Monday, February 12, 2018

Fantasyland, 1957

I sure love that pre-1983 Fantasyland! Sure, the new, improved version is pretty nice too, but those early cost-saving painted façades are very appealing to me. They look a lot like Eyvind Earle's graphic style (he was involved in some early color studies, after all). Look at the crowds! It's about as busy as it got back in those days.

As I've mentioned, some of the slides in this batch were dated 1957, others were not dated at all, but I have begun to suspect that those are from 1956. In fact, I am officially calling it. Please notify Congress.

I'm not sure if our photographer was standing in line to board the Skyway, or if they took one last photo before their bucket "landed" in the Fantasyland chalet (behind us).

Notice the Skyway, vanishing toward a rather unimpressive, weedy hill with the romantic nicknames of "Snow Hill" and "Holiday Hill" depending on.. well, I'm not sure what, exactly. 

Here's a lovely look at Storybook Land, with its star, Monstro. Look at that line! Why, people might have to wait as long as 10 minutes! Outrageous. Notice the "Storybook" billboard/sign in the lower right corner, another clue that this photo is from 1956.

It appears that while the canal boats were running, Casey Jr. was down... there are men working on the track on the "I think I can" hill. Notice the canal boat high and dry in that backstage area.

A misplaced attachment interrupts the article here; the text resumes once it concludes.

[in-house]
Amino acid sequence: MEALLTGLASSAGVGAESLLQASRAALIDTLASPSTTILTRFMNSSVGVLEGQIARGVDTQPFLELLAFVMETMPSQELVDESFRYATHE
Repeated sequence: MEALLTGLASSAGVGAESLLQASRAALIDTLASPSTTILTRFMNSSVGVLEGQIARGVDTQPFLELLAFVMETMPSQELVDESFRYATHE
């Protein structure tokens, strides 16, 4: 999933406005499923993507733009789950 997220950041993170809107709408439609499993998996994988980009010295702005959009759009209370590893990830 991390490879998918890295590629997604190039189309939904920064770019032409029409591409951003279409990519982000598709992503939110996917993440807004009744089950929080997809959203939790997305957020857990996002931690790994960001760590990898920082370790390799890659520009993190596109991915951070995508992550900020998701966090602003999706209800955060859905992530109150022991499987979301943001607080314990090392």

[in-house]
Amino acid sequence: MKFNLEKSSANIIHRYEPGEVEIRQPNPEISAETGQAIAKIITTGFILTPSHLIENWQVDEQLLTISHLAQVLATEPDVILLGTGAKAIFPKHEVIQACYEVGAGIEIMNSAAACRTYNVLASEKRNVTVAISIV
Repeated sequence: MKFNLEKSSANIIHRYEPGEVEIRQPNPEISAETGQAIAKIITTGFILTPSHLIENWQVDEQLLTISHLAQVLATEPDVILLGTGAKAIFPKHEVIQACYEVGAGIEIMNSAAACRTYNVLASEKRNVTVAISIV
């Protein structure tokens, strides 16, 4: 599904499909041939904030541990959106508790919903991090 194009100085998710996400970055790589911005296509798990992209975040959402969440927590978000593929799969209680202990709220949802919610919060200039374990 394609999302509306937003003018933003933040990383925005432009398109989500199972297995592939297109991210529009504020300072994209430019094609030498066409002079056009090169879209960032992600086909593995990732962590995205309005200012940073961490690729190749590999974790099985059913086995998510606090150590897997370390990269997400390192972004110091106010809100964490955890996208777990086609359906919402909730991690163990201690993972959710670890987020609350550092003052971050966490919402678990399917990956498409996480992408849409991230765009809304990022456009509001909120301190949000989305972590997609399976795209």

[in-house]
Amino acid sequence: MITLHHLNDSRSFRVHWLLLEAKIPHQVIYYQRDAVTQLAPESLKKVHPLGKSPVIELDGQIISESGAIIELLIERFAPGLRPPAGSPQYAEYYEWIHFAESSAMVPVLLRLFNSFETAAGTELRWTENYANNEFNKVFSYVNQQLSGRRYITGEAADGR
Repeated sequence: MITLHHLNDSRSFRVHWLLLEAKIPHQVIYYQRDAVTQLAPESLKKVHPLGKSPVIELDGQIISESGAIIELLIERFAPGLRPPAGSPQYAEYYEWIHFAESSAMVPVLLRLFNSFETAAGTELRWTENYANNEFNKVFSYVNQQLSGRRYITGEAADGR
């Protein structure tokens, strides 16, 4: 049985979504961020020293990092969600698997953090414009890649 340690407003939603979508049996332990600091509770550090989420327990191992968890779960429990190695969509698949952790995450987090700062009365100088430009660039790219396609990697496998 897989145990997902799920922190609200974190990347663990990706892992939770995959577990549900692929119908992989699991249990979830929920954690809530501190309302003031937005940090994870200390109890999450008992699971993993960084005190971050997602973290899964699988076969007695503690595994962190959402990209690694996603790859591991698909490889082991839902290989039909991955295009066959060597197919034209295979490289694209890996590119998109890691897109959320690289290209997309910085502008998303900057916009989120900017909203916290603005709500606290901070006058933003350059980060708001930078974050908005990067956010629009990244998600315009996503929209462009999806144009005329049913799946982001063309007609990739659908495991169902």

Nanook said...


'Crowds' - what crowds-? Those folks don't know just how good they had it-! I'd be more than willing to queue-up for a peaceful ride thru Storybook Land.

Thanks, Major.

K. Martinez said...

Both pics are winners today! I love original Fantasyland in all its glory. And I've always liked the original paint scheme of blue and white stripes with red top of the King Arthur Carrousel. Today's post really makes me want to get into the Wayback Machine. It's Disneyland '56 or bust!

Thanks, Major.

Patrick Devlin said...

Nice shots. I don't see Timothy Mouse directing air traffic: he must have been a later addition, perhaps an FAA regulation regarding air traffic control.

Major Pepperidge said...

Nanook, I saw a photo of the park on Facebook the other day, and my #1 thought was, “I am so glad I wasn’t there on that day!”. SO crowded. And that wasn’t a special day either, just a regular, ordinary day.

K. Martinez, Mr. Peabody needs to share his machine, I’m tired of waiting! I’ll bring my digital camera with me, won’t people be surprised?

Patrick Devlin, there are early postcards in which Timothy is not standing atop the mirror ball - I guess he wasn’t added until at least later in 1956.

Anonymous said...

Golly, these are old views, going right back to the beginning.

I think the first picture vantage point is from a skyway bucket since the cable runs perpendicular to the view frame. If we were on the steps it would be angled, and the view point is almost abreast of Dumbo, so we are on the cable hanging over the canals, about to arrive in the chalet.

The bright colored flat plywood facades were just fine, they were a clean and crisp contrast to the midways of other amusement parks of the era. We're now spoiled by over-theming where every single thing has to be thatched, log-sided, or metal-paneled with lasers, and having fences to keep us off the grass because we are rude.

Thanks Major, great pics to start the week.